MACAO — This special administrative region (SAR) on the Pearl River Delta is now accessible via the Hong Kong-Zhuhai-Macao Bridge (HZMB), which opened to vehicular traffic in October 2018.
A 55-kilometer bridge and tunnel system, HZMB is the world’s longest sea crossing. It connects the three main cities of the so-called Greater Bay Area through a series of three cable-stayed bridges, four artificial islands, and an undersea tunnel.
Travel time from the western border of Hong Kong SAR to the mainland China city of Zhuhai has been reduced to 70 minutes while it takes less than an hour to reach Macao SAR, which could only be accessed by ferries and airplanes before HZMB’s advent.
Formerly a colony of the Portuguese Empire, Macao reverted to China in 1999 and liberalized its casino industry that used to operate under a state-licensed monopoly granted in the 1960s to multibillionaire Stanley Ho. Since Macao’s opening to global gambling operators like Sands and Wynn, it has surpassed Las Vegas as the gaming capital of the world.
Turning 98 years old this year, Mr. Ho has 17 children from his four wives. Over the past decade, an epic battle for control of his massive fortune has been raging among some of Mr. Ho’s wives and children.
The family feud flared anew last February when his daughter Pansy figured in a public dispute to take control of flagship firm SJM Holdings in direct conflict with her father’s fourth wife Angela Leong, who serves as SJM’s managing director.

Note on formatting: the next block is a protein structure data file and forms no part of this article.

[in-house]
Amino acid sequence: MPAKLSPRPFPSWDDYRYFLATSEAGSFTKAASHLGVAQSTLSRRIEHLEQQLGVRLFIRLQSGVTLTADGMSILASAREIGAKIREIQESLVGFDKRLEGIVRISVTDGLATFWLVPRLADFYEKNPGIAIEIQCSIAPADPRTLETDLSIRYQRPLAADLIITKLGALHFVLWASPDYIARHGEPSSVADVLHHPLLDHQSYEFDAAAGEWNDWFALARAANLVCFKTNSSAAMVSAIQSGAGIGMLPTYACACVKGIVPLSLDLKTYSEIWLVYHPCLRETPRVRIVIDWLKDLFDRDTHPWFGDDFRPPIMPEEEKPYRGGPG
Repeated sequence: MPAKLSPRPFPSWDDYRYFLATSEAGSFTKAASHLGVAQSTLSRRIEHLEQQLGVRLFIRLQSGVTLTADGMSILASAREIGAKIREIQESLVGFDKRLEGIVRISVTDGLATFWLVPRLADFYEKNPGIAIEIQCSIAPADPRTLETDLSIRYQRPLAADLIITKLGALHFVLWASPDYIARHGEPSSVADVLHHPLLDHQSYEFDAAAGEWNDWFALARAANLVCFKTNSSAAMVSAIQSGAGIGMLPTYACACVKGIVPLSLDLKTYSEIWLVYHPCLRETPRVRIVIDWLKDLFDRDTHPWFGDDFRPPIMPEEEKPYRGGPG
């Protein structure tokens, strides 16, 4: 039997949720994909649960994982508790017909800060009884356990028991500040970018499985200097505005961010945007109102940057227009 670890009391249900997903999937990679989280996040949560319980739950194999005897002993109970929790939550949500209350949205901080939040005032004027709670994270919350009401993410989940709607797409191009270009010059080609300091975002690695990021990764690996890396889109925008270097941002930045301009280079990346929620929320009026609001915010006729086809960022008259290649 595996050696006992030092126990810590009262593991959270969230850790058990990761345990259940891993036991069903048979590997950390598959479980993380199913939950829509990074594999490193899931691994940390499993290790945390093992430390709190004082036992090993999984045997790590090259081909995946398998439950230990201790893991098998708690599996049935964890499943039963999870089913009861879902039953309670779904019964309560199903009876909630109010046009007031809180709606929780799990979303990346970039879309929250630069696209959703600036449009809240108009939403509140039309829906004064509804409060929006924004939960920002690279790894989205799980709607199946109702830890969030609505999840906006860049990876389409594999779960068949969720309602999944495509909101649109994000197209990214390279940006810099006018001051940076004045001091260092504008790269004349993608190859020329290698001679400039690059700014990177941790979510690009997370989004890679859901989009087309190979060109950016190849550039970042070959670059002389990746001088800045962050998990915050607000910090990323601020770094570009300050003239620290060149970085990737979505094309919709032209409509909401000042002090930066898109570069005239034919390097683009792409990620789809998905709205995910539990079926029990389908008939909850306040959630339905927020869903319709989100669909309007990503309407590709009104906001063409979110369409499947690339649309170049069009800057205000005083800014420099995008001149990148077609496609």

This brings to mind a similar controversy in the Philippines involving the family of Metrobank Group founder George S.K. Ty, who passed away in November 2018. At the center of the feud is Margaret Ty-Cham, described as a “natural” daughter in Mr. Ty’s last will and testament.
A year before his death, the taipan’s lawyers issued a public notice stating that Ms. Ty-Cham “has for some time ceased to have any business relationship” with the Ty family’s group of companies and “has since then suffered a completely estranged relationship” with her father.
Compounding the situation are allegations that the estranged daughter duped several corporate entities and businessmen who have filed criminal and civil cases against her in courts and prosecutors’ offices across Metro Manila.
One of the estafa cases was filed by two businessmen who alleged that she scammed them into buying a Metrobank property in Pasig City for which they issued checks in her name, believing that she can deliver on the deal. They waited more than a year until she finally told them that someone else had already bought the lot. As a result, the Makati Regional Trial Court (RTC) indicted her for estafa.
Another case involved the issuance of an unfunded check as payment for a loan obtained from a private lending company. Subsequently, the Metropolitan Trial Court of Manila indicted her for violating Batas Pambansa (BP) 22, otherwise known as the “Bouncing Checks Law.”
San Juan City’s Metropolitan Trial Court likewise handed down two indictments for alleged violations of BP 22. In one of these cases, bouncing checks were issued to a jewelry firm and according to the court records, Ms. Ty-Cham pleaded for more time to pay but failed to do so. She is also facing two civil cases at the Makati RTC for annulment of contract and failure to pay bills for three credit cards.
Ms.Ty-Cham has nobody to blame but herself for the quagmire she finds herself in. Her father must have lost his patience to the point of severing all ties with her. She should learn a lesson from one of Mr. Ho’s sons, Lawrence, who chose to carve out his own empire by partnering with Australia’s Crown Resorts in a joint venture that operates City of Dreams here in Macao and also in Manila.
Those born to wealth either value their privilege or take it for granted. Sad to say, there are some who remain unsatisfied with their status and resort to other means of amassing more money despite having the means to live luxuriously.
J. Albert Gamboa is CFO of the Asian Center for Legal Excellence and Chairman of the FINEX Golden Jubilee Book Project.